@onlyawino - LOVE that Aldi Cremant de Jura! :grinning: Have picked up a bottle a few times and always found it pepped up the start of a party/evening with friends.

@Bargainbob A good wine and music combo is such a pure pleasure. Like you said, you just get lost in it all. Any particularly good combinations you’ve discovered? :smile:

And, well, @szaki1974 and @Herbster, thanks for making me laugh loudly in the middle of the office, yet again… :rofl:


#13

7 posts were merged into an existing topic: Wine and music matching


#20

I’d love to get in on the Joni and the Isaac debates @Inbar @Bargainbob @Herbster - I’m a huge fan of both. Those Joni records take me back… But actually this music talk is off-topic, really, so here are my thoughts on @laura’s question.

If you remove all the obvious/immediate factors that lead you to a bottle of wine (time of day, day of week, location, food you’re about to eat, company), what have you got left outside of mood and setting? Not much.

So I really identify with this. My mood has always strongly been influenced by weather. In the autumn I like Rhône, for example, or anything with Syrah or Grenache or Mourvèdre; in autumn it has to be Pinot Noir all the way, and Barolo, and Rioja; in spring I start opening lighter wines like a Beaujolais Cru or a traditional Rioja; in summer I can’t wait to open the good rosés, Grüner Veltliner, Albariño, and continue with lighter reds… So the seasons are big drivers for me.

Throughout the year there’s never a reason not to drink varieties I love regardless of mood, like Chardonnay, which I love at any time, and Pinot Noir. I only drink claret at Christmas. I’m barely interested in claret and Bordeaux varieties, but I do like a good one in December.

In terms of mood, I’m not terribly introspective so I don’t think of mood as a trigger. But I do like to work out what wine I think will suit the company I’m expecting. If the people really like their wines, then I’ll do a mini-vertical of something, or a horizontal of a region they might not know. If they don’t know anything about wine, but are interested, I’ll get a Society Exhibition wine, in the hope that they’ll love it and will join. (Yep - I’m a shameless promoter). If they know nothing and are not interested… Actually I don’t know anybody like that.

I also tend to think about what to cook as a function of the wine, rather than the other way round. So if I’m in the mood for a Sauvignon Blanc, then I’ll want fish, for example. If I want a Burgundy I might want a roast. If I’m dying for a buttery, oaky Chardonnay I might want cheese or a roast chicken. If it’s sunny and I want a really good Grenache-based rosé, I’ll get olives or almonds out - something salty.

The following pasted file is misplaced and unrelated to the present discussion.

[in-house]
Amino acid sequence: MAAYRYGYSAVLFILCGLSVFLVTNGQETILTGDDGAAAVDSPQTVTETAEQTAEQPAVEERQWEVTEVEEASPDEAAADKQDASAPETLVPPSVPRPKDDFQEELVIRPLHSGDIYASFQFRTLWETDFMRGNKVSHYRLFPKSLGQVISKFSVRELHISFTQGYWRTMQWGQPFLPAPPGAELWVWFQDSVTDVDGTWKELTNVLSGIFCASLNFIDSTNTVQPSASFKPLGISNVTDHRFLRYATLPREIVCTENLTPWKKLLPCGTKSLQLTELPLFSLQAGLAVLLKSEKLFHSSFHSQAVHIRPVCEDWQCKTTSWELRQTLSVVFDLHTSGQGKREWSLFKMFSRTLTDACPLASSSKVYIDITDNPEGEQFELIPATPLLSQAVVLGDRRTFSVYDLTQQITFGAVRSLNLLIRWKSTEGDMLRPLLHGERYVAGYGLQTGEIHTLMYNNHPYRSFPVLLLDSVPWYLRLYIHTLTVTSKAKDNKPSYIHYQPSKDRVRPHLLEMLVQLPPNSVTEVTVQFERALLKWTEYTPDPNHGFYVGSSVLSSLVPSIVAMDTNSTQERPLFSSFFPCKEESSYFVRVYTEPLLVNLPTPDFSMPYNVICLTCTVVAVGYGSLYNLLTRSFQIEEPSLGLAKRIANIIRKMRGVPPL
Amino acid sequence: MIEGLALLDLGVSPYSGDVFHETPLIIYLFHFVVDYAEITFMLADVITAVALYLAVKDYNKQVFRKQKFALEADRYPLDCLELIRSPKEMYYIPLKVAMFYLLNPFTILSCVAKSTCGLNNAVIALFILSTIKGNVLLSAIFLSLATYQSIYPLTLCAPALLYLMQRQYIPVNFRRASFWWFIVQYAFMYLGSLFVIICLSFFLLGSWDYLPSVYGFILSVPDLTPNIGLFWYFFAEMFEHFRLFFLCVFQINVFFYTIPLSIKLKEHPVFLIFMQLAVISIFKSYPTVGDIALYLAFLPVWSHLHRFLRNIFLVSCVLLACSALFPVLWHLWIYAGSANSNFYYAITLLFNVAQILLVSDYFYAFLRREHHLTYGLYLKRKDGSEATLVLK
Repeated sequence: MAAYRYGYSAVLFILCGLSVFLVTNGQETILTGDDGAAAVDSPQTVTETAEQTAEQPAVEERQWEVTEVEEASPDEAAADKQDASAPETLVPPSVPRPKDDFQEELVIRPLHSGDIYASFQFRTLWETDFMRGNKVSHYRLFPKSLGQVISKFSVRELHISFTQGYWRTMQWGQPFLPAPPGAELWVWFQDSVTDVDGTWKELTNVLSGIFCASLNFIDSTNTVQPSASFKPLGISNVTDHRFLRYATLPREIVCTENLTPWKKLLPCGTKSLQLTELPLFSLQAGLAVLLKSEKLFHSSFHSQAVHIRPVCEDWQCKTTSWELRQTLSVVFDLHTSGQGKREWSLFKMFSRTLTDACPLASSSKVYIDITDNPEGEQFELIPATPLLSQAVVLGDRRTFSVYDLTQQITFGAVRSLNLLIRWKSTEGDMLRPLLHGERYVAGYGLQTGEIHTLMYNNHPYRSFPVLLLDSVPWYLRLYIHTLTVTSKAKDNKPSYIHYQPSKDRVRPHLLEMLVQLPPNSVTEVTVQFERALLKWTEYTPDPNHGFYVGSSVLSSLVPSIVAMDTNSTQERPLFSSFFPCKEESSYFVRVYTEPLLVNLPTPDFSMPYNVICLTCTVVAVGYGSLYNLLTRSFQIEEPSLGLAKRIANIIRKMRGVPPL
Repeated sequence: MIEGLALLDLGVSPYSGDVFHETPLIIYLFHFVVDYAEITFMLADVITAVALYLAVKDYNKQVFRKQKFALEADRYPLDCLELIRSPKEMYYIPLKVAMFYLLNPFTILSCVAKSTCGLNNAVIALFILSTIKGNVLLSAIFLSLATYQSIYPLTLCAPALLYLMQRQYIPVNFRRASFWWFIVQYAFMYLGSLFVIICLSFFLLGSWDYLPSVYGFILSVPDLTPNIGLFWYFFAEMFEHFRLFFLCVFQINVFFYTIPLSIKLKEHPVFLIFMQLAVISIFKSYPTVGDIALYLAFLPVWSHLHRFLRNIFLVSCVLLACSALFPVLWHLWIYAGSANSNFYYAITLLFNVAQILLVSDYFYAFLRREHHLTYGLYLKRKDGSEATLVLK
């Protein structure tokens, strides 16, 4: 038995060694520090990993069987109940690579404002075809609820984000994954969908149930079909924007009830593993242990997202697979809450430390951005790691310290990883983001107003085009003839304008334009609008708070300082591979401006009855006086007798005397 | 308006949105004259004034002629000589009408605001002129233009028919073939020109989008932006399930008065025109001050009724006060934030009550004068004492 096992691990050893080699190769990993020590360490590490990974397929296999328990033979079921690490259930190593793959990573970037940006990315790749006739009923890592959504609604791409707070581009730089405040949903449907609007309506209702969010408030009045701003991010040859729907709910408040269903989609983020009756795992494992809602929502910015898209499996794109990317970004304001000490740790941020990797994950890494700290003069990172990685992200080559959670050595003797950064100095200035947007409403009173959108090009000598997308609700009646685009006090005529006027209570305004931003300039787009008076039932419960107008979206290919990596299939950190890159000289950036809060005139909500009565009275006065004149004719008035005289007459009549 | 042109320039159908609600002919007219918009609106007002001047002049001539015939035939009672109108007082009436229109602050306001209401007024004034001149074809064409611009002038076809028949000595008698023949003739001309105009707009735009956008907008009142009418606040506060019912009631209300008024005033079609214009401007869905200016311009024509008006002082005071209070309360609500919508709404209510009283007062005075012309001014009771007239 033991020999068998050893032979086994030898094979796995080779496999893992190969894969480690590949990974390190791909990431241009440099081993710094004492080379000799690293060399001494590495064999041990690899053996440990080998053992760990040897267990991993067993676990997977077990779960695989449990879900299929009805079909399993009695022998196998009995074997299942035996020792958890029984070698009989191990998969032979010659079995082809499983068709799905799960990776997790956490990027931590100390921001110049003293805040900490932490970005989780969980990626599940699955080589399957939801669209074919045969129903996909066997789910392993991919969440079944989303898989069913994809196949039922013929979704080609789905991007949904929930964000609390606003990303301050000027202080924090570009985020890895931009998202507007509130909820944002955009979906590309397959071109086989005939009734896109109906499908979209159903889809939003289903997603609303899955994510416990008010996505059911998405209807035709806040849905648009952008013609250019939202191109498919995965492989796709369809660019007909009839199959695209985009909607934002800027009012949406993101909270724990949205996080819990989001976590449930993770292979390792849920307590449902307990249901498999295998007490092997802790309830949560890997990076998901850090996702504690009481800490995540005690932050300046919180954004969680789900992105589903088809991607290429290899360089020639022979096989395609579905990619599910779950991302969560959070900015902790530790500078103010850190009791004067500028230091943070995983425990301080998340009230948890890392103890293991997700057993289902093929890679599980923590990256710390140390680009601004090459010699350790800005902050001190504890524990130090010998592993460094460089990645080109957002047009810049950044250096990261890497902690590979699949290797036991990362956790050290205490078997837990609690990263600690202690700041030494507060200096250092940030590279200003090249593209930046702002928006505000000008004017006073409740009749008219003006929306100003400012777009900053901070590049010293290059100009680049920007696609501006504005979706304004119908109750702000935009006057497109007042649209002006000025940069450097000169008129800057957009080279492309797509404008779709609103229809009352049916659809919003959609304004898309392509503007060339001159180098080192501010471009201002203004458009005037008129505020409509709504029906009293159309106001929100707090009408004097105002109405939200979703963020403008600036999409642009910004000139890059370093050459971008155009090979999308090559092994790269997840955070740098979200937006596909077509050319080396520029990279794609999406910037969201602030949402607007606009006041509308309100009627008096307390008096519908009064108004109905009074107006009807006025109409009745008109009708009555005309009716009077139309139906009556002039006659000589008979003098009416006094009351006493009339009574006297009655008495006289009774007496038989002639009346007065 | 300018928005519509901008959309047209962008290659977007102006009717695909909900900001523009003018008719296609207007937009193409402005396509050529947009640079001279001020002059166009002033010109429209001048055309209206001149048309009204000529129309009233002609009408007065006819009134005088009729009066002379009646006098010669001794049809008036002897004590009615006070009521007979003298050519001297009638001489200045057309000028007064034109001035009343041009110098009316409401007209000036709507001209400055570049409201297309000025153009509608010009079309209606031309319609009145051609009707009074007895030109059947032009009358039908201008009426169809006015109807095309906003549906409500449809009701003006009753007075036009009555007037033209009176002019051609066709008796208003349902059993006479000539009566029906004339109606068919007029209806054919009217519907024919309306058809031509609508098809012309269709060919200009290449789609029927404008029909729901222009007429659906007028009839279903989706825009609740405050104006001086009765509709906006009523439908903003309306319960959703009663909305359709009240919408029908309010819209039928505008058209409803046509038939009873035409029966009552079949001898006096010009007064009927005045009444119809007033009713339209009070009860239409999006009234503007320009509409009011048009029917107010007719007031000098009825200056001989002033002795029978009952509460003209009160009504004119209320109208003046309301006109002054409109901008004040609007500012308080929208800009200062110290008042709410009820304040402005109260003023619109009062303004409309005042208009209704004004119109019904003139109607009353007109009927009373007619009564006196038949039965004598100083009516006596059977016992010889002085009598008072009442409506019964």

Finally, I cannot separate a lot of wine from memories. Most wine types, and in a number of cases, specific wines, have associations for me. Rioja takes me back to my earliest wine experiences, wines from Galicia make me think of the many Galician seafood feasts I’ve had, Australian wines make me think of the vineyards I’ve seen there, Priorat is my go-to patriotic wine region for all things relating to Catalonia, rosés remind me of brilliant summers of days gone by and fill me with hope of summers to come, while very specific wines make me think of people I love and make me smile.


#21

As an introvert, it’s possible to be transported to your favoured places just by a tasty drop… the scent of Provençal pines can be conjured up with a pale rose wine, a Tuscan square with a Negroni Sbagliato and Andalusian bars with a Manzanilla… an inversion of the original question. So where to tonight…?


#22

Nice to know I’m not the only one! Sometimes it’s easy to feel overwhelmed by how passionate people are about Bordeaux/Claret, and think that something is wrong with me :thinking:. I have loved some over the years, for sure, but somehow they never make my heart sing… Or perhaps I am yet to taste a definitive one which will change my mind? :slight_smile:
I like your mention of the importance of seasons! I am also influenced by seasons and the moods I associate with them- perhaps it’s something to do with coming from a place with none. Having said that, part of me always yearns for a weighty or perfumed white, whatever the weather. An Alsatian Pinot Gris or Gewurz always lifts the spirit…


#23

I’m glad! I think they should very much be taken into account when thinking about wine as well as food.

Definitely nothing wrong with you. Overwhelmed by the passion of others? Don’t let it bother you. Find your own passions. My views on Bordeaux - or more precisely, my views on what drives people to love it, or pretend to love it, or look “passionate” about it - are unprintable, so I’ll leave it at that.


#24

Oh! I’m intrigued now! :thinking:
… but I think I can make some educated guesses… :wink:


#25

Excellent question - after all, it’s all about context.

Early summer evening in the garden, at that magic time when the buzz of commuter cars has died away but before the bats come out; Beaujolais - ideally a Morgon with a few years in the bottle, a few friends around.

If you want to push the boat out; then same time of day/evening but solitary camping in the Lake District … best Claret you can afford, lamb steak sizzling on the BBQ.


#26

I’ll give this some careful thought and then maybe I can come up with a printable version!